Irregular Menstrual Cycles

  • Normal: 3 to 5 week cycle.
  • Hormone regulation:
    • GnRH → anterior pituitary releases FSH and LH. In first half of cycle, FSH predominates → ovarian follicles mature and release estrogen to induce endometrial proliferation. Mid-cycle LH surge → ovulation and formation of corpus luteum that secretes progesterone → compacts and matures the endometrium. If no pregnancy, progesterone drops off and menstruation occurs.
  • Consider:
    • PCOS, thyroid problems, whether the source of bleeding is elsewhere (vagina, rectum, cervix, etc), medications (anticoagulants, phenytoin, antipsychotics, TCAs, steroids), pregnancy, examine for galactorrhea
  • First, do a pregnancy test! Then check prolactin, LH, TSH, total testosterone

Heavy periods (menorrhagia) w/ regular intervals

  • suggests ovulation, endocrine pathways are working.
  • May have leiomyomata or polyps = increase the endometrial surface area
  • May have coagulopathy – most often VWF disease or anticoagulant meds, also liver disease or thrombocytopenia

Light periods with regular intervals

  • – suspect Asherman syndrome, scarred, or obstructed cervical os.


  • PCOS → irregular heavy periods

    • Insulin resistance and androgen excess.
    • Diagnosis: Must have 2 of 3: hyperandrogenism, chronic anovulation (causes menstrual cycle abnormalities – no luteal production of progesterone), and polycystic ovaries by ultrasound.
    • Labs: measure serum total testosterone and sex hormone binding protein → calculate Free T.
    • Treatment:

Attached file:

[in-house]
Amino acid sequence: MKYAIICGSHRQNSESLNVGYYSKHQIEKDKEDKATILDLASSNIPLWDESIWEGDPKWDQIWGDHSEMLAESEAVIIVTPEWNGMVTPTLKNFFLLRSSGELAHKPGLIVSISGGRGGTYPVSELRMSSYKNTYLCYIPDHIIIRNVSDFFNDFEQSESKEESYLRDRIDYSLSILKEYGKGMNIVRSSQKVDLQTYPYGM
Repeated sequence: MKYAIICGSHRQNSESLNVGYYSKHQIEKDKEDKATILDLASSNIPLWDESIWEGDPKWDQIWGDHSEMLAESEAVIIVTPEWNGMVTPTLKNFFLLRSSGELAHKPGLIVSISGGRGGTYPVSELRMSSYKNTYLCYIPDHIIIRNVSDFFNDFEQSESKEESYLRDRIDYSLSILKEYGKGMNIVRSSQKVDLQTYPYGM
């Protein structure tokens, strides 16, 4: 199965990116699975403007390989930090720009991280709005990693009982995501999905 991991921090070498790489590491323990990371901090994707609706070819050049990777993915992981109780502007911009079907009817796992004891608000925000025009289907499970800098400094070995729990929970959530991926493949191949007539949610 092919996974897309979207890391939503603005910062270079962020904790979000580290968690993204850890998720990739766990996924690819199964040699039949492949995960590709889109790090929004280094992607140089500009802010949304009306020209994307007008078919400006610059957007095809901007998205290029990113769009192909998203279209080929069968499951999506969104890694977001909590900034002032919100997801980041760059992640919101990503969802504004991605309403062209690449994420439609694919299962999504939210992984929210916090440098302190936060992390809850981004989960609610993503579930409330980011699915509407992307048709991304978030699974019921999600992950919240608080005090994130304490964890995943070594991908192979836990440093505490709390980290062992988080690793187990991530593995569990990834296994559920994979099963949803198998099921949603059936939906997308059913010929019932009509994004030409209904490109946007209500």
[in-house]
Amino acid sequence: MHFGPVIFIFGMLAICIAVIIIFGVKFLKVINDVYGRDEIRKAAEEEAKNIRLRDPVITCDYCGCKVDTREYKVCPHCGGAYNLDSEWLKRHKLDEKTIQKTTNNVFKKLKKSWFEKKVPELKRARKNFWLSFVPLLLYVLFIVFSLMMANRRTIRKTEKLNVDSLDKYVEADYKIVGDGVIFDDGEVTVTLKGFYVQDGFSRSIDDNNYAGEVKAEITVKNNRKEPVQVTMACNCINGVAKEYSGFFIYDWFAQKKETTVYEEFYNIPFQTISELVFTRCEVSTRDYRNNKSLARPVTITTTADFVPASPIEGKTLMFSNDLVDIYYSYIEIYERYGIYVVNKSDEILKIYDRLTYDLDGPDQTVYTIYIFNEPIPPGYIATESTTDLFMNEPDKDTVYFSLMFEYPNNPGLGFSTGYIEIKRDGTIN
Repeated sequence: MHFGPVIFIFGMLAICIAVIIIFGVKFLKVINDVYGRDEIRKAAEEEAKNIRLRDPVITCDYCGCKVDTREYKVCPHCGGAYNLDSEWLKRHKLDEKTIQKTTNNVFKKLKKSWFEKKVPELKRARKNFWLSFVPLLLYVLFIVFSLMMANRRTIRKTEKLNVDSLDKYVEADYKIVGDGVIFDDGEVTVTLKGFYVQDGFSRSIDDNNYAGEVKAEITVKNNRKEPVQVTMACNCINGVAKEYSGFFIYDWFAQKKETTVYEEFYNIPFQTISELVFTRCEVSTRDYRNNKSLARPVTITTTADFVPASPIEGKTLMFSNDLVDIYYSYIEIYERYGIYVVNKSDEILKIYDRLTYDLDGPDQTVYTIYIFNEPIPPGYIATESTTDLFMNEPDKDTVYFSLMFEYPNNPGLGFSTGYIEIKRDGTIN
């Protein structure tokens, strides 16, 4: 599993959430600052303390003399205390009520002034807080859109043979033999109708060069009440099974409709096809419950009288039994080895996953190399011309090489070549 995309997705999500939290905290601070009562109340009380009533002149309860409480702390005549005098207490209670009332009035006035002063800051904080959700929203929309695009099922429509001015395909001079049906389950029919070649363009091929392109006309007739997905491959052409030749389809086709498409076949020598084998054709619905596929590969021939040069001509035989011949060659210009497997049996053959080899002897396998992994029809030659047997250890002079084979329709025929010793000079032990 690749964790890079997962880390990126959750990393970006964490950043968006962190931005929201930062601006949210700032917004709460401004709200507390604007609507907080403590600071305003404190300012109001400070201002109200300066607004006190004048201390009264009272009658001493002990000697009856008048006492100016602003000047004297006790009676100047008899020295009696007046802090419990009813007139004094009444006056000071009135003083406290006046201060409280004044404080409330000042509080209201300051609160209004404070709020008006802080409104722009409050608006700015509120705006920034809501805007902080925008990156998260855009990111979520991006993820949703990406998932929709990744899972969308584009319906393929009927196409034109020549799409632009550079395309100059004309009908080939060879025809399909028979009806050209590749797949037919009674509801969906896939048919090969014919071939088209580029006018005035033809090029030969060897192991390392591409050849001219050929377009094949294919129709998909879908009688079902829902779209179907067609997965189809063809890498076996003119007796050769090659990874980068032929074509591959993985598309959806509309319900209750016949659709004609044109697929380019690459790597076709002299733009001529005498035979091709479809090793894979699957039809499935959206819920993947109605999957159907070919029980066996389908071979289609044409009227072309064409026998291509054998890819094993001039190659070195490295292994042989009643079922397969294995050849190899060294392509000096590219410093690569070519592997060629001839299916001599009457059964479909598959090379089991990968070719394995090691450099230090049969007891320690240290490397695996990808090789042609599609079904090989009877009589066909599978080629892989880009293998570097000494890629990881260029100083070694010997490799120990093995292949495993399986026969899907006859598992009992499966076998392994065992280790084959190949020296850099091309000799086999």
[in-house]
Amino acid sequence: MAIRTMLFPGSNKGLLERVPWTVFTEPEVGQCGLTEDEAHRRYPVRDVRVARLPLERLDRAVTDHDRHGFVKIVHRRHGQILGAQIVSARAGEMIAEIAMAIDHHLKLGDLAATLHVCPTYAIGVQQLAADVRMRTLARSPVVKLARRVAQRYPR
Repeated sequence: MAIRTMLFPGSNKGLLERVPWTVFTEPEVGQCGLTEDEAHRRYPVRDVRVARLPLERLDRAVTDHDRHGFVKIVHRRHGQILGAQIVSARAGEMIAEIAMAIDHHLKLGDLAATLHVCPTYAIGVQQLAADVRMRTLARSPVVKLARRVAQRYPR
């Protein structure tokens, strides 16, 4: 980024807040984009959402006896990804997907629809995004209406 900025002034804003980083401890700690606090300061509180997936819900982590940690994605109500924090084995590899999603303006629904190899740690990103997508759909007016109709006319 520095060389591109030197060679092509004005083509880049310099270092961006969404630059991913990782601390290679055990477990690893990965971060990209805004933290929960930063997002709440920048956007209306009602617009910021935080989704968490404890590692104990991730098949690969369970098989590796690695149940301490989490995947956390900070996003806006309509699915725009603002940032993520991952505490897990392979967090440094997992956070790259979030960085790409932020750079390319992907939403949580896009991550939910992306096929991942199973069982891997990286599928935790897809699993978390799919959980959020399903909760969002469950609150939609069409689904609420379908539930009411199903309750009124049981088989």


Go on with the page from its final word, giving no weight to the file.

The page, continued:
• Induce periods w/ periodic supplemental progesterone or with OCPs.
      • Insulin issues: use metformin and thiazolidinediones (glitazones; work by activating PPAR-gamma)
      • Infertility: clomiphene citrate, aromatase inhibitors, gonadotropins

Unpredictable timing and flow

  • Dysfunctional Uterine Bleeding (DUB) → abnormal hypothalamic-pituitary-ovarian axis.

    • Most often after menarche/before menopause. Can signal anovulation.
    • Management:
      • Watch for a few years after menarche.
      • < 35 y/o w/out risk factors for endometrial cancer → can treat without workup – use OCPs with combined estrogen and progestin or progestin alone.
      • Work up if > 35 y/o. risk factors for endometrial cancer, no response to treatment, or postmenopausal.
    • Diagnosis
      • Initial work up: check prolactin, LH, TSH, total testosterone
      • Transvaginal pelvic ultrasound and endometrial biopsy. Then hysteroscopy to visualize and direct any further biopsies – can do with D&C for diagnostic and therapeutic reasons.


  • Common cause of vaginal spotting.
  • Usually, polymicrobial infection ascended from vagina.
  • Can involve gonorrhea, chlamydia, ureaplasma, peptostreptococcus, gardnerella vaginalis, and group B strep.
  • Do endometrial biopsy – see inflamed cells, especially plasma cells.